Paris's annual gay pride parade takes political tone

Reuters/Kim Kyung-Hoon

Tens of thousands of people gathered in the French capital of Paris on Saturday for the annual gay pride parade. The event comes exactly one month after France celebrated its first same-sex marriage, making this year's parade particularly important in the eyes of gay rights activists.


Amidst booming techno music, the march wove through the Paris streets, beginning in the Montparnasse neighbourhood before making its way to Place de la Bastille for the traditional dance party.

Several left-wing politicians joined the march in support, with Paris Mayor Bertrand Delanoë, Housing Minister Cécile Duflot and the Socialist Party General Secretary Harlem Désir holding a banner reading “LGBT [Lesbian, Gay, Bisexual and Transgender], let’s fight for equality!”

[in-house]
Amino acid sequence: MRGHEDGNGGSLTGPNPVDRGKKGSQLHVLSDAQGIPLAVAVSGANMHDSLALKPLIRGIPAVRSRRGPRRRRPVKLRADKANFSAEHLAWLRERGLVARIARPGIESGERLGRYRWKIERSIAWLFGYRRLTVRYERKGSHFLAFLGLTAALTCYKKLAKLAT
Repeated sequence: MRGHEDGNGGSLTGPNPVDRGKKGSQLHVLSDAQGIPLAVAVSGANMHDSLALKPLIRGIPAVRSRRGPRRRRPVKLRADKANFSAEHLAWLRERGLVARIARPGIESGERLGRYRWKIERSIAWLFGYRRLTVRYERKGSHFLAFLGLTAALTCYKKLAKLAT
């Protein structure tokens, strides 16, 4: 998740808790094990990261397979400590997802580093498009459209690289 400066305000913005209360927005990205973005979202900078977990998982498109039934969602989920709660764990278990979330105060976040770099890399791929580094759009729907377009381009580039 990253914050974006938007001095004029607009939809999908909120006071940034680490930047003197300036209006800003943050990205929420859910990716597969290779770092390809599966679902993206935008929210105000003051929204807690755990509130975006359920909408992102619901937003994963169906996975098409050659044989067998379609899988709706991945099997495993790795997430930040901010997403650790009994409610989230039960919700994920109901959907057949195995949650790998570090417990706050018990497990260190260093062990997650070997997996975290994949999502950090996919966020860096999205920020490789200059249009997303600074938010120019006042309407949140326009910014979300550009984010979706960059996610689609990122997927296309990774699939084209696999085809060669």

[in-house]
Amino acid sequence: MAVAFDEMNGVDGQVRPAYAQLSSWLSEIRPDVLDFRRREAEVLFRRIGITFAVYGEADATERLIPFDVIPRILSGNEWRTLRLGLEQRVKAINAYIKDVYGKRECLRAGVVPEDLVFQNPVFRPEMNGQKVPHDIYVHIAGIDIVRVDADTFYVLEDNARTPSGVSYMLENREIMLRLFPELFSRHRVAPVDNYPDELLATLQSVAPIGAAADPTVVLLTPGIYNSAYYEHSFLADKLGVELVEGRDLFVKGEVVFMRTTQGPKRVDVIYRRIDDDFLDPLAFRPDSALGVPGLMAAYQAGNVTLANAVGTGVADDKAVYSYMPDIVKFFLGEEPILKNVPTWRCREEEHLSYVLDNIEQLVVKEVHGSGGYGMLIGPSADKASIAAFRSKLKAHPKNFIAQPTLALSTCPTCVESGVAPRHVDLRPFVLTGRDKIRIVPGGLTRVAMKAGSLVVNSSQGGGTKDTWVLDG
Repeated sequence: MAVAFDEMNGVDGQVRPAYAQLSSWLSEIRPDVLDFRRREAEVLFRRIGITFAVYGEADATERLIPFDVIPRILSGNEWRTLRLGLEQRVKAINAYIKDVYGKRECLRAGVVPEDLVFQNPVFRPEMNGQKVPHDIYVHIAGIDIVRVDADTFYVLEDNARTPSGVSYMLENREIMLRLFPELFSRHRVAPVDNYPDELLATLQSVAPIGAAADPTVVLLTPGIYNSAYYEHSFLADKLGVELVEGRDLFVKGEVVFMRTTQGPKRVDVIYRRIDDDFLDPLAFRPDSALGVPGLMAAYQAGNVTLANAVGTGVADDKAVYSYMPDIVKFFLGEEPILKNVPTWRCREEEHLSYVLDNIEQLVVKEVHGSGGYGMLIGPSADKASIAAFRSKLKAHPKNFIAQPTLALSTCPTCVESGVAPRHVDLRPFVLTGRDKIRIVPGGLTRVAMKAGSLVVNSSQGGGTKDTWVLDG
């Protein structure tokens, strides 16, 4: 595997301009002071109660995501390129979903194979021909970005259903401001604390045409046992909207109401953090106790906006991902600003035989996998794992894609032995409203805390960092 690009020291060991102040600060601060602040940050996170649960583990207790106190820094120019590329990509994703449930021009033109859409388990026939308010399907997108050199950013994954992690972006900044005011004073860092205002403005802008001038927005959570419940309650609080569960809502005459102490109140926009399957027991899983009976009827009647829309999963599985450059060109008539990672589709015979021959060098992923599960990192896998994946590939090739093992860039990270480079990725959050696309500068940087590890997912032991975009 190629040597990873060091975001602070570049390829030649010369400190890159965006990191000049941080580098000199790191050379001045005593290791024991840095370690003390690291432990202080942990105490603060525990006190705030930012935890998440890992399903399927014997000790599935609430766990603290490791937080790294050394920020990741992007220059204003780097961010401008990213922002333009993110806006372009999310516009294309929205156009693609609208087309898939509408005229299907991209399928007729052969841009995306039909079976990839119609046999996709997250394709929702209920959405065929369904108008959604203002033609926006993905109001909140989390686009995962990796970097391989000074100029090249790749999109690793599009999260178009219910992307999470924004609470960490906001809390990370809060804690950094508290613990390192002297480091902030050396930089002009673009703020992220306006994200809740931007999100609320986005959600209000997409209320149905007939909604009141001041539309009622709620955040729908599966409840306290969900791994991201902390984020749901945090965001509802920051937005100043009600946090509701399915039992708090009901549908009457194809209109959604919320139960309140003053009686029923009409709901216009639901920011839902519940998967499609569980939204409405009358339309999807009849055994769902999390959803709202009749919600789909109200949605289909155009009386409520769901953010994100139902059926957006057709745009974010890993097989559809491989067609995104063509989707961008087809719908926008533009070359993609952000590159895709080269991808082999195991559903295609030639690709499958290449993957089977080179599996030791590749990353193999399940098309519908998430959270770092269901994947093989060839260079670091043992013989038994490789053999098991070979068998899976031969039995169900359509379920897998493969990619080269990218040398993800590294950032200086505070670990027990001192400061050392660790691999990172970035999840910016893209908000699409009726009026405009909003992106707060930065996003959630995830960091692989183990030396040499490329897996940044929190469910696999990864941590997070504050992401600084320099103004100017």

Other banners in the crowd called for legalising assisted procreation methods, an element which was initially part of France’s same-sex marriage and adoption discussion but was eventually scrapped.

This year’s gay pride parade took a more political tone, just one month after President François Hollande’s government voted to legalise same-sex unions.

In the months preceding the law, opposition groups protested in record numbers against gay marriage and adoption, before it came into effect on 18 May. Opposition protesters have continued their demonstrations since the law was instated.

Martine, who said she comes every year to the parade, said this year was different.

“We absolutely have to be here. People need to get over their fears.”

Vincent Autin et Bruno Boileau were the first gay couple to be officially wed in France,  on 29 May in the southern town of Montpellier.

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